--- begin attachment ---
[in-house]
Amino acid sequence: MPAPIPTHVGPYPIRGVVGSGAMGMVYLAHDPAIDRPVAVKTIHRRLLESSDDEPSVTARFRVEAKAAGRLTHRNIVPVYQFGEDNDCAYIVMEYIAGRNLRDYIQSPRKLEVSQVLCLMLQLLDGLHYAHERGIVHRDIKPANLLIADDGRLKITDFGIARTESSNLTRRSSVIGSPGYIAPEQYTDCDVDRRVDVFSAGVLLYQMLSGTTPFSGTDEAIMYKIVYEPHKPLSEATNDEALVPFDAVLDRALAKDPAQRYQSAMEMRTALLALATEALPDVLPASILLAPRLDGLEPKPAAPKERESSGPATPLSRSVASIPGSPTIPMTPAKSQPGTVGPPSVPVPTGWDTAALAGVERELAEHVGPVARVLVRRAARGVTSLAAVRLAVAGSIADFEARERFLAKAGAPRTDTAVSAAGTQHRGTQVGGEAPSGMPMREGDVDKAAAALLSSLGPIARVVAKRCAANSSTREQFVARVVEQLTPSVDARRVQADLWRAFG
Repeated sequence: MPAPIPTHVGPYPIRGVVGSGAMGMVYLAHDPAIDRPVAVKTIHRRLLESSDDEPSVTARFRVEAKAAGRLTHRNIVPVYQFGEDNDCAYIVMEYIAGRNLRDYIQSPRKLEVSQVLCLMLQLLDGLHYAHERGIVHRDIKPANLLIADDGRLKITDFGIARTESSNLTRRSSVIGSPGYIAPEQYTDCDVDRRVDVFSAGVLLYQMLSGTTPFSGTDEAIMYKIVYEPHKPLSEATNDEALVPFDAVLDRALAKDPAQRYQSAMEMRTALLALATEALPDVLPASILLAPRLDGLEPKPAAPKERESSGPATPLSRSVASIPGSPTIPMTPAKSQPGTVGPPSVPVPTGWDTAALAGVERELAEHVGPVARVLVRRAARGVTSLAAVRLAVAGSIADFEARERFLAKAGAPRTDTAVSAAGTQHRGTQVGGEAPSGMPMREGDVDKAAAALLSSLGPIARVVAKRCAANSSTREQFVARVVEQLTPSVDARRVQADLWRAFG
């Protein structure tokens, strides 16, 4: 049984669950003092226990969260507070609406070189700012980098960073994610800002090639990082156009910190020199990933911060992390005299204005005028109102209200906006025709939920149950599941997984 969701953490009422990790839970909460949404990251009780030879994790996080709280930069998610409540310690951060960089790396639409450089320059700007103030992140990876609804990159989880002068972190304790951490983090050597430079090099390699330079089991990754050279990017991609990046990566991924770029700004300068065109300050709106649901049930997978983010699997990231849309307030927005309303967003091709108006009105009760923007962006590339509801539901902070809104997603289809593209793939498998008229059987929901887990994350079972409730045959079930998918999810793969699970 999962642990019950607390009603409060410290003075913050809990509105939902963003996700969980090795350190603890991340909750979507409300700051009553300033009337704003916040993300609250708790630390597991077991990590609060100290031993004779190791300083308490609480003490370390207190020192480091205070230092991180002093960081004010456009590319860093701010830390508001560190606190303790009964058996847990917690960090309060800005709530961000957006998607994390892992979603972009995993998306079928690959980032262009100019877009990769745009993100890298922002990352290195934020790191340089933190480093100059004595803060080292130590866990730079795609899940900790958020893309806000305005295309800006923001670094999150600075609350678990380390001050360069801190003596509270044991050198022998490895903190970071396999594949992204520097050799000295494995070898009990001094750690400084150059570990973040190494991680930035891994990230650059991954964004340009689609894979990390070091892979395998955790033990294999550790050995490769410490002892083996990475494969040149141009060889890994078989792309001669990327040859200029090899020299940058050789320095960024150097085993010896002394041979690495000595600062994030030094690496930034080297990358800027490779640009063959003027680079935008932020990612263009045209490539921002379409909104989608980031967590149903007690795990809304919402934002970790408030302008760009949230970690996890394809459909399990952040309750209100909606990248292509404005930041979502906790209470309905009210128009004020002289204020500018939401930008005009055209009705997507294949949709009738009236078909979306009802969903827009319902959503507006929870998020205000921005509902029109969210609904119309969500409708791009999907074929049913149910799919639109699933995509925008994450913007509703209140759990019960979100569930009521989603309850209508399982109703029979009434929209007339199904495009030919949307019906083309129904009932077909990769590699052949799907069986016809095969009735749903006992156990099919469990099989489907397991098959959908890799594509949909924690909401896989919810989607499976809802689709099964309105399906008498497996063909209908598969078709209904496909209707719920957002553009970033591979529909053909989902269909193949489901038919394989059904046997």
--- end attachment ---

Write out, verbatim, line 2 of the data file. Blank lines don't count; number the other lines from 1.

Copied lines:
Amino acid sequence: MPAPIPTHVGPYPIRGVVGSGAMGMVYLAHDPAIDRPVAVKTIHRRLLESSDDEPSVTARFRVEAKAAGRLTHRNIVPVYQFGEDNDCAYIVMEYIAGRNLRDYIQSPRKLEVSQVLCLMLQLLDGLHYAHERGIVHRDIKPANLLIADDGRLKITDFGIARTESSNLTRRSSVIGSPGYIAPEQYTDCDVDRRVDVFSAGVLLYQMLSGTTPFSGTDEAIMYKIVYEPHKPLSEATNDEALVPFDAVLDRALAKDPAQRYQSAMEMRTALLALATEALPDVLPASILLAPRLDGLEPKPAAPKERESSGPATPLSRSVASIPGSPTIPMTPAKSQPGTVGPPSVPVPTGWDTAALAGVERELAEHVGPVARVLVRRAARGVTSLAAVRLAVAGSIADFEARERFLAKAGAPRTDTAVSAAGTQHRGTQVGGEAPSGMPMREGDVDKAAAALLSSLGPIARVVAKRCAANSSTREQFVARVVEQLTPSVDARRVQADLWRAFG